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a favorite resort of intellectual gentlemen of the society; and many of them in the city of Philadelphia have I known, and honored, as have thousands of others, since the commencement of the present century. Some of them are men of eminence—to whom I would propound the dilemma: If the founder of your sect was not inspired, most surely he was a deluded and well nigh a delirious fanatic : a case possibly of mania connected with some classifications known to your science. But if he was not so merged in hallucination ; if he was truly inspired; then you ought, gentlemen, to know or to remember that you are all in the same awful condemnation with the clergy and the bar; for George had an “opening" on the subject, that is quite conclusive equally against the incumbents of the three professions. They are all in the same category; their professions are all in a common dishonor :and I call on you, by all your sincerity and by all your consistency, as Friends, to repent of this your wickedness, in presuming to go to school to learned lecturers instead of the inward light which shines in you; a light that is grieved at your carnalities of that sort, and is so clear that fools can see it. Listen then to your indictment and your sentence, gentlemen! “ I went to Clauson in Leicestershire, in the vale of Beavor; and the mighty power of God appeared there also, in several towns and villages where Friends were gathered. While I was there, the Lord opened to me three things, relating to those three great professions in the world, law, physic, and divinity, (so called.) He showed me,

that the physicians were out of the wisdom of God, by which the creatures were made; and knew not the virtues of the creatures, because they were out of the Word of wisdom, by which they were made.” Of the priests and lawyers he had openings in the same unity : when he sums up the matter thus ; “ And that these three, the physicians, the priests, and the lawyers, ruled the world out of the wisdom, out of the faith, and out of the equity and law of God; the one pretending the cure of the body, the other the cure of the soul, and the third the protection of the property of the people.” He then proceeds to show that “ all might be REFORMED :" and by what process ? Truly, this Reformer had a unit, a catholicon, unum pro universis, which we might anticipate. It was “ the light!” p. 106. But how impiously scientific some medical gentlemen of the society remain to this day!

With respect to his miracles, instead of enlarging on their history or nature, I will just transcribe the article in the “ Index” to the second volume under that head; where we may see a summation of them as received by Friends in this our day! Is it the nineteenth century-or the NINTH!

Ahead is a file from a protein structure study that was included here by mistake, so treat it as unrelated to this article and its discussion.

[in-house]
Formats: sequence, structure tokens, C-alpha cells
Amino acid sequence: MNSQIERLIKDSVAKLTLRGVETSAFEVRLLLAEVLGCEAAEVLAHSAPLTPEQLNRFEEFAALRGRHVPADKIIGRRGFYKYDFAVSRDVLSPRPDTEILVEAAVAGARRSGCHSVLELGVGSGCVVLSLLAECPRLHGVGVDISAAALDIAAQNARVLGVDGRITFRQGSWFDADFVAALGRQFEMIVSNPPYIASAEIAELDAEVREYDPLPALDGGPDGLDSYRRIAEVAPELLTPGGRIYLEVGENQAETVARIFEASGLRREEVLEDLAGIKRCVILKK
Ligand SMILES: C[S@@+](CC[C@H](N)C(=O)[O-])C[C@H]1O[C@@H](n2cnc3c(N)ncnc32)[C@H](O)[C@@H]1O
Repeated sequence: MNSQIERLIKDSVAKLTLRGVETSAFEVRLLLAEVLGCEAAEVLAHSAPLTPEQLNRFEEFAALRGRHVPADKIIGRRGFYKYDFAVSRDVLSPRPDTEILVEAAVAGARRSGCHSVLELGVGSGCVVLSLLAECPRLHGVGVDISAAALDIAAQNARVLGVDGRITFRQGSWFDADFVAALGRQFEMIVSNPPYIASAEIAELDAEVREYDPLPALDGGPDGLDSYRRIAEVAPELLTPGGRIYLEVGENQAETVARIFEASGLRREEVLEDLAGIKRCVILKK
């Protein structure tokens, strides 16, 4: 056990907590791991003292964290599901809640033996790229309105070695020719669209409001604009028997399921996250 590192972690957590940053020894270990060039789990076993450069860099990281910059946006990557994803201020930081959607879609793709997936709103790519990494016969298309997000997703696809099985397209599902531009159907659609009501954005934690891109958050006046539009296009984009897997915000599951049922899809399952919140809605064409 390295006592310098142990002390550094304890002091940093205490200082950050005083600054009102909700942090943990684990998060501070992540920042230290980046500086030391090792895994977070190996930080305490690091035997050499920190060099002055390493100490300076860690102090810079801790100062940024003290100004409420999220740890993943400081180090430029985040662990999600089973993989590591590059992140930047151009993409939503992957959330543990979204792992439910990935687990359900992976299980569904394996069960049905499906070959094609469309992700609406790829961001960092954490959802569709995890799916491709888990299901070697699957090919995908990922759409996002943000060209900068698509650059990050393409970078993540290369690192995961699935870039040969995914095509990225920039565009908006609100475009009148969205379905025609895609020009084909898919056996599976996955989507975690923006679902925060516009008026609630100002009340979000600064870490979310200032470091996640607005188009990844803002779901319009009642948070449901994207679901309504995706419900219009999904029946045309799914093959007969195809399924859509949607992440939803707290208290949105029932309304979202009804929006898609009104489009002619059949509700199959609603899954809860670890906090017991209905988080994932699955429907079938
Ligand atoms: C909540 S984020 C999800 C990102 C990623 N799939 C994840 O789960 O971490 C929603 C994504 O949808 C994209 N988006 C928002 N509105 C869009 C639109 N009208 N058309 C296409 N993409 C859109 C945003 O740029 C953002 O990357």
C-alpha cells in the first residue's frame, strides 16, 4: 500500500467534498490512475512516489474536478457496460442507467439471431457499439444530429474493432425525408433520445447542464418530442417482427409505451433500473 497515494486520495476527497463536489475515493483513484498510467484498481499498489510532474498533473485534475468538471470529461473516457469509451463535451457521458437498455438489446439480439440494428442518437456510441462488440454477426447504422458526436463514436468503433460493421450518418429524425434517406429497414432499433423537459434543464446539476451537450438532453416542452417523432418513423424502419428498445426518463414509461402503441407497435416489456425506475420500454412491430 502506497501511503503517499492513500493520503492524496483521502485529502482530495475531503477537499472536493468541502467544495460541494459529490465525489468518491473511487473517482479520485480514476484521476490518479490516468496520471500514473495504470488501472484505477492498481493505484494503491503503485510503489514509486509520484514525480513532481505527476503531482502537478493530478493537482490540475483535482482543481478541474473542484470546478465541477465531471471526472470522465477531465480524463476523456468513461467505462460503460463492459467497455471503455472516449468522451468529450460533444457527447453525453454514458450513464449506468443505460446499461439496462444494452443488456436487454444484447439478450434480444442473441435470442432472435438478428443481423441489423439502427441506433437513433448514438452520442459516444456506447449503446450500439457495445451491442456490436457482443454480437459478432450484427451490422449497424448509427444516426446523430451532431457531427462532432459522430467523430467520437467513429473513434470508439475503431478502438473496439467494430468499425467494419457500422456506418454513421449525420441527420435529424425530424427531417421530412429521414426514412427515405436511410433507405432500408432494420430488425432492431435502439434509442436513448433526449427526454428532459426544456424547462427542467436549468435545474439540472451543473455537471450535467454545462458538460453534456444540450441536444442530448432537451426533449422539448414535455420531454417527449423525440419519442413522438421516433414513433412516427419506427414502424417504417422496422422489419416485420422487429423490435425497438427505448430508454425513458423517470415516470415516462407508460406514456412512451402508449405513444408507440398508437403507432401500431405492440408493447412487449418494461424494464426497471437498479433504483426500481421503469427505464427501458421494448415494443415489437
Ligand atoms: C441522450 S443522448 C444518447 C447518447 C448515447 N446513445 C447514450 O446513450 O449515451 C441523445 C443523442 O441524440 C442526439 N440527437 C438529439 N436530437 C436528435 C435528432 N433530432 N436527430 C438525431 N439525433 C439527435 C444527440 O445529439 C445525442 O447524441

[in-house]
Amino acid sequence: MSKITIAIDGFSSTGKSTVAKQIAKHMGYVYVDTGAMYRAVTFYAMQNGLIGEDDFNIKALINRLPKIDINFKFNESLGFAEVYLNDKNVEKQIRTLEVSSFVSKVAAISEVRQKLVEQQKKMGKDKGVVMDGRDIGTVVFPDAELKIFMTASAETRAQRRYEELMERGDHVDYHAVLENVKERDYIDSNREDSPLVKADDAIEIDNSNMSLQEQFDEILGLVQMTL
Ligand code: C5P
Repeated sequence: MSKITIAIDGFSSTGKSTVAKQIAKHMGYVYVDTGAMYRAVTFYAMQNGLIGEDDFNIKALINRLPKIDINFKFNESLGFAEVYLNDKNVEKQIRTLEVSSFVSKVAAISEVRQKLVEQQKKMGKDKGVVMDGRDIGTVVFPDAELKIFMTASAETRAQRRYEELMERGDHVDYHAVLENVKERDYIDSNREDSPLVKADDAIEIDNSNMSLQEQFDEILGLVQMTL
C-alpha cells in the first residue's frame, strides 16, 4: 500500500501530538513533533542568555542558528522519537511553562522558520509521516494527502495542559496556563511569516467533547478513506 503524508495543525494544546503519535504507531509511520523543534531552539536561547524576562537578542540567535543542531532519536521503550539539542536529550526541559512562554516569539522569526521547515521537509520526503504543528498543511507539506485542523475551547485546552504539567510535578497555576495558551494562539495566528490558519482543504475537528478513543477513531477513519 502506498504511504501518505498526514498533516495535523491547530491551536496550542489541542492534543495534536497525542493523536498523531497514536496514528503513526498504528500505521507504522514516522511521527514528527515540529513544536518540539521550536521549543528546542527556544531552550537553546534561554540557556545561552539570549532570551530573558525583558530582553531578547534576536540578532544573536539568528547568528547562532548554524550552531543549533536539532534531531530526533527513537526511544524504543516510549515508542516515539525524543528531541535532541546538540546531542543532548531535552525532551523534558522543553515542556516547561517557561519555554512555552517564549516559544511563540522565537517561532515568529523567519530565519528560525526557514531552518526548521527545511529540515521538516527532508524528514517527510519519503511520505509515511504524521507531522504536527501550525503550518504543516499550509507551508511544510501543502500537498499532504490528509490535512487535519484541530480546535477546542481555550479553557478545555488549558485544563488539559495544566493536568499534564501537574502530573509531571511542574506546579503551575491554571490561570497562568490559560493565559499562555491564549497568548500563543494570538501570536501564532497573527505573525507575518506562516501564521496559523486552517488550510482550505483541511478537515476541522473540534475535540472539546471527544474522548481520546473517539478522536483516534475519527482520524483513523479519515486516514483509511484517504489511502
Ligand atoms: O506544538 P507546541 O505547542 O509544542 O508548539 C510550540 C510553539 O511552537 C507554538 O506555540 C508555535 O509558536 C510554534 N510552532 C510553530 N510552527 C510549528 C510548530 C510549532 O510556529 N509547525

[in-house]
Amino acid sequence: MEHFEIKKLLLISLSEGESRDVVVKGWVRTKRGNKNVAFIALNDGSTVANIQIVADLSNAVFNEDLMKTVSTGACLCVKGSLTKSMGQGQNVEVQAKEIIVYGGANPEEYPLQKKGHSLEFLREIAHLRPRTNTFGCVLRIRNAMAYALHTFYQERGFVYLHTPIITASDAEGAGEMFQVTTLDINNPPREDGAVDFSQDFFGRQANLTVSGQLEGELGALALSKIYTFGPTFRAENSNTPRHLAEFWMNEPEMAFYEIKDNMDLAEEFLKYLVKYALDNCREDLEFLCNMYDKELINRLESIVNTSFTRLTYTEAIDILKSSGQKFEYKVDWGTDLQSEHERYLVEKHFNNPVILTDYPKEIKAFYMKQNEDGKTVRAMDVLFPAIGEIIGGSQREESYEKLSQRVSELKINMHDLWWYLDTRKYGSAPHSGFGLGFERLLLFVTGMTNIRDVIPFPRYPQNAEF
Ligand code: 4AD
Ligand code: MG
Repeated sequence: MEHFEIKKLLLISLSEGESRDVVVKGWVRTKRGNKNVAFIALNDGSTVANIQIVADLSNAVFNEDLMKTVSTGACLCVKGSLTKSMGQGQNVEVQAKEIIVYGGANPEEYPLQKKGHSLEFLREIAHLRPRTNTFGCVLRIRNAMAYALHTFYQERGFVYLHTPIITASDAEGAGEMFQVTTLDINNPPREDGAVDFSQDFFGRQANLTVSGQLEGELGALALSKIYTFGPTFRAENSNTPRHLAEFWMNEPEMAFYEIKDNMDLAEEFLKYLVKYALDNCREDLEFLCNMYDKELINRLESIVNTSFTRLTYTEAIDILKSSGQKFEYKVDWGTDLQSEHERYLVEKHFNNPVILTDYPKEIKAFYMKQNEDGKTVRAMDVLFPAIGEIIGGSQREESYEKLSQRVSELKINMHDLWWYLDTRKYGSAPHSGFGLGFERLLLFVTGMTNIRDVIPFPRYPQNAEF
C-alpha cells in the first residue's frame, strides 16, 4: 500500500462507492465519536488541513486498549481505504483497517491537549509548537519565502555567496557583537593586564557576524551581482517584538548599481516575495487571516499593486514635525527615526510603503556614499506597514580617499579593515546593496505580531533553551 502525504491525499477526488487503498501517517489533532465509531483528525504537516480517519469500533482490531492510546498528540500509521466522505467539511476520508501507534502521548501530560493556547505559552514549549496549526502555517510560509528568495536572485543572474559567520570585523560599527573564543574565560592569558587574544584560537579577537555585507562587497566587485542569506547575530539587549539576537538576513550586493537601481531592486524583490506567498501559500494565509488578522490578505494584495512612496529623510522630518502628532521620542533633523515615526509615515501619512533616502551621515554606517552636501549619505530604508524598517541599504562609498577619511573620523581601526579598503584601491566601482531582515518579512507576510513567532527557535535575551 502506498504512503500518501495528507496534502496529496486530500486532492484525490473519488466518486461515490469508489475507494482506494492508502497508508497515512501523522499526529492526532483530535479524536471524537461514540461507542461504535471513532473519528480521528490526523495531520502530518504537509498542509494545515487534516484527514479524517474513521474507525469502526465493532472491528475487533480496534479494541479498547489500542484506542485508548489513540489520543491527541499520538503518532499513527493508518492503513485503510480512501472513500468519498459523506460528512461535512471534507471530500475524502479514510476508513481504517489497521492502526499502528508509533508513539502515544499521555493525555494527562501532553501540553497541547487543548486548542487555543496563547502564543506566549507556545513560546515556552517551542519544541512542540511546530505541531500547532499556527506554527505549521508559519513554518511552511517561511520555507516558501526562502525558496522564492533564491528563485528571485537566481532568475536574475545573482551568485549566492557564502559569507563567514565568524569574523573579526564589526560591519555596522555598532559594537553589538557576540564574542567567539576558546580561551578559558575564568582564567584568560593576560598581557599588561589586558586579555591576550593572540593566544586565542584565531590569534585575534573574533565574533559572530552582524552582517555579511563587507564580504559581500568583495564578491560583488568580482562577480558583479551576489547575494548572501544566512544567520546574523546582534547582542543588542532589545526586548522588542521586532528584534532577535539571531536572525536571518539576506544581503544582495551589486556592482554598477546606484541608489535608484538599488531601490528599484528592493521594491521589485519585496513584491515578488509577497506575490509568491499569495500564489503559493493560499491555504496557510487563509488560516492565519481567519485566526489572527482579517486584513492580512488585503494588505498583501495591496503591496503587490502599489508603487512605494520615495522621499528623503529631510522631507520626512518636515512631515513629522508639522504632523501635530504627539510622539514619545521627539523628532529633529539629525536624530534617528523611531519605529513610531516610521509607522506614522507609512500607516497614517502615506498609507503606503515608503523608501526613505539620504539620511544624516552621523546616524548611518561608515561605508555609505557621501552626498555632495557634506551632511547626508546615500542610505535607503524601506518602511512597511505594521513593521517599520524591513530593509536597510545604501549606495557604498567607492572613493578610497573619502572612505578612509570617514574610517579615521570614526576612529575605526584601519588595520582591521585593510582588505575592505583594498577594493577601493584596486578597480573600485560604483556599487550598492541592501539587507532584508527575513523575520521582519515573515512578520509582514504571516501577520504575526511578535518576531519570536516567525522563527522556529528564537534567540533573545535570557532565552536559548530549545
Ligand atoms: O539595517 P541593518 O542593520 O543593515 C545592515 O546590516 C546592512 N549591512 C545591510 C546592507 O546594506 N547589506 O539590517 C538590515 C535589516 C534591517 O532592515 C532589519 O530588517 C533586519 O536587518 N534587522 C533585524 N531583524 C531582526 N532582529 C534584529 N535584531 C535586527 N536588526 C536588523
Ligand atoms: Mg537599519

“ Miracles wrought by the power of God, I. 297; she that was ready to die raised up again, I. 301; the lame made whole, I. 214; the diseased restored, II, 208; a distracted woman healed, I. 117. See trouble of mind; a great man given over by physicians restored, I. 121; G. F. prays for a distracted woman at Chichester, I. 303; restores J. Jay's neck, broke (as the people said) by a fall from a horse in

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East-Jersey, II. 161; speaks to a sick man in Maryland, who was raised up by the Lord's power,

II. 164, and prays the Lord to rebuke J. C.'s infirmity, and the Lord by his power soon gave him ease," &c. II. 321.

Concerning his whole productions and influence, it

may be justly said that he was one of the most indefatigable zealots, and at the same time one of the most deluded religionists that ever lived. His mission plenipotentiary from God, is remarkable equally for its super-apostolic claims and its entire destitution of rational evidence. “ I saw ; it was clearly showed me; the power of the eternal God came over me; the Lord said to me; the Lord opened to me; the Lord moved me;" and such like seals of evidence abound multitudinous, to a degree which no one of the sacred writers can parallel ; which not even the apocryphal history of “ Tobit” can be thought to rival. Let no man condemn Ann Lee and the Shakerism she introduced; nor the more recent votaries of Mormonism; nor the blasphemies of Matthias; nor any future outrage upon the laws of evidence or the feelings of piety or the proportions of truth; if they are sufficiently obtuse or wayward to confess the inspiration of George Fox. If to hate and denounce all other religionists on the face of the whole earth, beside himself and his deluded retainers ; if to vaunt himself a paragon of perfect innocence, an intimate or familiar of the attendant divinity, on every emergency perfectly inspired, a worker of miracles, victorious (as he says) on all occasions of